Both still have the blond hair, the glasses and the Yorkshire accent. Both are usually seen seen wearing a tie (unusual these days) and remain productive in their eighties. Both are unashamedly gay, even if one had a short and slightly scandalous flirtation with heterosexuality – and both undoubtedly qualify for genuine National Treasure status.
DAVID HOCKNEY and ALAN BENNETT can still pack them in despite having sold their wares for six decades. Bennett first made his reputation with Beyond the Fringe a clever on Macmillan’s England which he wrote and performed with fellow Cambridge undergraduates Peter Cook, Dudley Moore and Jonathan Miller. Bennett was the shy grammar school boy in among the confident privately-educated types but it was he and Miller who moved on from the silly but inspired comedy and lasted the pace while Cook and Moore, wickedly funny at the height of their powers, succumbed to the demons of sex and alcohol which afflict so many professional comedians.
Hockney was never the university type but went to art school in London and knew from the beginning that he would be a painter and nothing else. Even when he painted fashionable types in London or his gay friends in Los Angeles climbing out of the swimming pool, he never forgot Yorkshire and some of his most moving paintings are of his parents and the area he grew up in to where he now often returns. He is packing them in at the Tate at the moment and I went there for the retrospective exhibition of his work recently. Calmly strolling up to the desk I showed my blue badge and got free and immediate admission while everyone else had to wait their turn and pay their way. Thank you Tate. There are some perks to being a qualified guide. If you go to the Tate exhibition, make sure to rent the audio guide which includes recordings of Hockney. He exudes down to earth common sense when talking about his own work, which you might expect from a Yorkshireman.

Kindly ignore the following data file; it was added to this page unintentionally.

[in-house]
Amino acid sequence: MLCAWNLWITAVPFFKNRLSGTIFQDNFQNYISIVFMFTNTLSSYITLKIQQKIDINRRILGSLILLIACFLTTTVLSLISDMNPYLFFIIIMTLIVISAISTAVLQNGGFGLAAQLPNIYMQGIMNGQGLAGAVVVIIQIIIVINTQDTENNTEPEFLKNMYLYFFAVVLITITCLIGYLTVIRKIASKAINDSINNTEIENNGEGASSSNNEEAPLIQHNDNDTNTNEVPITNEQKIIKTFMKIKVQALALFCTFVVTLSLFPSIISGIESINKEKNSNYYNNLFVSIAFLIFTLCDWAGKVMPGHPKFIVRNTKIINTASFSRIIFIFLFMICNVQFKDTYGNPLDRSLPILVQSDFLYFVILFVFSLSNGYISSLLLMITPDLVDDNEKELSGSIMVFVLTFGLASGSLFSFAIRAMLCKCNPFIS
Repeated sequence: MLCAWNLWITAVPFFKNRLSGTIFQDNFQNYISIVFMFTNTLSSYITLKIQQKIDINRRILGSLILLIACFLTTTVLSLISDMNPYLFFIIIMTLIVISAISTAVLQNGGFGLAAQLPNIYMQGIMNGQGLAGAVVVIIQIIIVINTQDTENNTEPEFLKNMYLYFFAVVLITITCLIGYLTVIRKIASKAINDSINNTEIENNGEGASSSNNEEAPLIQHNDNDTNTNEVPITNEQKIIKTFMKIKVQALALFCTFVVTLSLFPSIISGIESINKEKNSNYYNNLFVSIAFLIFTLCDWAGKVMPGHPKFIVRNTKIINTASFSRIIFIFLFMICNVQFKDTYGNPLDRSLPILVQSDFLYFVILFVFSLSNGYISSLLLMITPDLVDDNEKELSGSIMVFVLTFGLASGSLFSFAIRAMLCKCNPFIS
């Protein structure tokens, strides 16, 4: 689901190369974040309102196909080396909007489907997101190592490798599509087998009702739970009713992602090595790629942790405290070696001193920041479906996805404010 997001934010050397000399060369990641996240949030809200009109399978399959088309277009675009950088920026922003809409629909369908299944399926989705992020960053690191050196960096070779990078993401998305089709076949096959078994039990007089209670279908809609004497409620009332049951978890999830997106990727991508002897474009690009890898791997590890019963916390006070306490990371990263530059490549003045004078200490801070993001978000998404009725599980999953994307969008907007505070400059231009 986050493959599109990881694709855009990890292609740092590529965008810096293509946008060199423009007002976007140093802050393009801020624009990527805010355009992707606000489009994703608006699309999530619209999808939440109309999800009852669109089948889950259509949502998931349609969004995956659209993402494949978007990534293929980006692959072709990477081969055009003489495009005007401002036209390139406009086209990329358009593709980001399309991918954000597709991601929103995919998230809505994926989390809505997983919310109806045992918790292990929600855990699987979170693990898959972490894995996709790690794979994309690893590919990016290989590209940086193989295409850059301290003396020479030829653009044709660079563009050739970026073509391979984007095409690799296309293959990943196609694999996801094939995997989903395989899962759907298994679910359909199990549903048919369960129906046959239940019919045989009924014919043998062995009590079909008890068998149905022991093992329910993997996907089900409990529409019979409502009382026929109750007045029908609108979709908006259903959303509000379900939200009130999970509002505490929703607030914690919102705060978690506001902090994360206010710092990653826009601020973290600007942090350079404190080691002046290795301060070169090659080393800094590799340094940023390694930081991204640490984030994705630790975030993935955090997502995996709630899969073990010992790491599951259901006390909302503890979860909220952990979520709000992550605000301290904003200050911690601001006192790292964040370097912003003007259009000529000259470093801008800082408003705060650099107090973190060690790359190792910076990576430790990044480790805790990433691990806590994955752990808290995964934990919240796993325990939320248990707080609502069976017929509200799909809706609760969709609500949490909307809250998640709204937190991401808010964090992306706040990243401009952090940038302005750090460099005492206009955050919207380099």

I cannot imagine Alan Bennett climbing out of or diving into a sunlit swimming pool somehow. He is more of a raincoat and bicycle man with a packet of homemade sandwiches for the train journey to Yorkshire. Like Hockney he has fond memories of his upbringing and parents, not afraid to portray them in his more personal work. He comes from a generation that relied on state support for his education and has never forgiven Tony Blair for increasing tuition fees for university education to £3000, which he feels excludes bright working class children from a poor background similar to his. Bennett has been mining his own life for material recently in diaries and books which in turn are made into plays and films. I cannot get enough of Hockney but would like more art and less anecdote from Bennett and would love him to get back to the imaginative stuff like The History Boys which managed the almost impossible feat of making a paedophile seem sympathetic and The Habit of Art which brought two other two gay artists to life – Benjamin Britten and W H Auden. Keep up the good work, both of you.
Go to http://www.tate.org.uk/whats-on/tate-britain/exhibition/david-hockney for more on the Hockney exhibition at Tate Britain (not Tate Modern). It lasts until 29th May.